Tomorrow will be a make-or-break day as a NASA space robot makes a historic landing on the surface of Mars.
The Perseverance rover has spent the last seven months travelling the 34 million miles from Earth to the Red Planet, and is expected to transmit groundbreaking images from the surface.
It will also be searching for signs of life after it lands in a crater named Jezero just north of the planet’s equator.
The rover is scheduled to make its nail-biting seven-minute descent at around 7.15pm tomorrow – and anxious scientists will find out more than an hour later if it has been successful.
Here’s what we know about the historic mission.
What is the mission hoped to achieve?
For the first time, we could have a definitive answer to the question ‘is there life on Mars?’ thanks to data collected from the rover.
It could also help pave the way to send humans to the mysterious fourth planet from the sun for the first time.
NASA has identified the Jezero crater – which is a 28-mile wide area believed to contain an ancient river delta – as a region where evidence of past life could be preserved.
The probe will gather rock and soil samples which will be stored in tubes on the Martian surface.
It is set to return around 30 samples in the early 2030s, NASA has said.
Project scientist Ken Farley said: “It is a spectacular landing site.”
What do we know about the rover?
The groundbreaking space probe is equipped with 19 cameras, which will beam back images to Earth – although there will be a delay.
It weighs 1,050kg, and its installed systems will navigate it down to the surface, as engineers on Earth hold their breath, unable to help steer it.
It is fitted with a mini-helicopter named Ingenuity, which weighs just 1.8kg.
This will be the first such device to fly on another planet, and is expected to help collect valuable data and images.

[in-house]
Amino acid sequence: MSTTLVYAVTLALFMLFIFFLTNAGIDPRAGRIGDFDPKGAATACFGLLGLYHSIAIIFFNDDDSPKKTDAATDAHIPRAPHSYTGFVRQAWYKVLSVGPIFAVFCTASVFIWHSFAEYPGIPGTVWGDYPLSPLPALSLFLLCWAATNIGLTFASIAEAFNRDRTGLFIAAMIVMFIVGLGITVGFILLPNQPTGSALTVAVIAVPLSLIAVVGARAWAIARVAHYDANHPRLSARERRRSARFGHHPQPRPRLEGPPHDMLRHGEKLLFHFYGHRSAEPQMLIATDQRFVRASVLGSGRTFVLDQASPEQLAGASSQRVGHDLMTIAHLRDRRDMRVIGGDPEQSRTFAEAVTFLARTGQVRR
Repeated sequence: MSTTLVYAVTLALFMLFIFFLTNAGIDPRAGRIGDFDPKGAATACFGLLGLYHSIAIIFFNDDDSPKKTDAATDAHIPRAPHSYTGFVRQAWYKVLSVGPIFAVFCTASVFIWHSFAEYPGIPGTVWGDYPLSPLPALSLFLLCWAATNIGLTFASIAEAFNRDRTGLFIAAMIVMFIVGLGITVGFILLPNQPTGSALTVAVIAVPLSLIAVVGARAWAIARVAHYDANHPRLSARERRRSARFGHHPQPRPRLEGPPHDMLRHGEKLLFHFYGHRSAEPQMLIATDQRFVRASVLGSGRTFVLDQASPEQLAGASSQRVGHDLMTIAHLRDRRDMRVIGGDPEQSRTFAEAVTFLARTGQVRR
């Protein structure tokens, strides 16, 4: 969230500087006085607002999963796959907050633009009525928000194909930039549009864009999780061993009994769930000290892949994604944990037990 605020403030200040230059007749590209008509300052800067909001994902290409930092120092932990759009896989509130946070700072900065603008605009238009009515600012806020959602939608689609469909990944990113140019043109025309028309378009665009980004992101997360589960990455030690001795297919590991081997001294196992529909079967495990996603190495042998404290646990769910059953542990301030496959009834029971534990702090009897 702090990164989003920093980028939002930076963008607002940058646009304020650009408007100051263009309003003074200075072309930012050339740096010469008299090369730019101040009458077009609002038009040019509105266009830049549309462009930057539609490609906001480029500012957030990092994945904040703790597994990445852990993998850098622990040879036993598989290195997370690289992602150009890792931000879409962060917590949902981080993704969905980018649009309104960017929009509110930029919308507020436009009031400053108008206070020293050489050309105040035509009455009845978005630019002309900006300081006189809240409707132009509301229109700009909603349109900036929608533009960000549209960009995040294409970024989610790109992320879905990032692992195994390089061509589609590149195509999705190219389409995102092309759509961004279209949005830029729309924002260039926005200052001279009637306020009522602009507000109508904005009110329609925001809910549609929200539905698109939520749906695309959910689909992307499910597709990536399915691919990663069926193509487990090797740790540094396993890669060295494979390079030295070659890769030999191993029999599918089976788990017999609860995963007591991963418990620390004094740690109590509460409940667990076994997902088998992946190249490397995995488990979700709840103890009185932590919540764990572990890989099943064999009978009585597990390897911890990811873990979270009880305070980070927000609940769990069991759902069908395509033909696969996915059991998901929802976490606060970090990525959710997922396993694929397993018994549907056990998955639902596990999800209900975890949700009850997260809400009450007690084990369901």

The nuclear battery-powered rover, roughly the size of a small SUV, has a complex suite of instruments, including advanced power tools that will drill samples from Martian rock.
These will be sealed them into cigar-sized tubes, which will later be returned to Earth for analysis – the first such specimens ever collected by humankind from the surface of another planet.
The rover also comes with a weather station and two microphones that NASA hopes will give greater sensory depth to the images it records.
Two future missions to retrieve those samples and fly them back to Earth are in the planning stages by NASA, in collaboration with the European Space Agency.
Perseverance is the fifth and by far most sophisticated rover vehicle NASA has sent to Mars since Sojourner in 1997.
How tricky is the landing going to be?
As it descends through Mars’ atmosphere, Perseverance will have to slow down from 12,500mph – which is no mean feat.
Engineers have warned: “Success is never assured.”
Al Chen, who heads the descent and landing team at the space agency’s Jet Propulsion Laboratory, described it as the most critical and dangerous part of the $2.7billion mission.
The six-wheeled rover is set to take seven minutes to descend from the top of the Martian atmosphere to the planet’s surface.
He said: “Success is never assured. And that’s especially true when we’re trying to land the biggest, heaviest and most complicated rover we’ve ever built to the most dangerous site we’ve ever attempted to land at.”
How can I watch the landing from the UK?
The good news is that the landing will be broadcast online by NASA.
NASA’s YouTube channel will show the main landing, while viewers can also tune in to watch the mission control room on the NASA Jet Propulsion Laboratory (JPL) ‘Raw’ channel.
Should everything work, deputy project manager Matthew Wallace said, post-landing exuberance would be on full display at JPL despite Covid-19 safety protocols that have kept close contacts within mission control to a minimum.
“I don’t think Covid is going to be able to stop us from jumping up and down and fist-bumping,” Wallace said.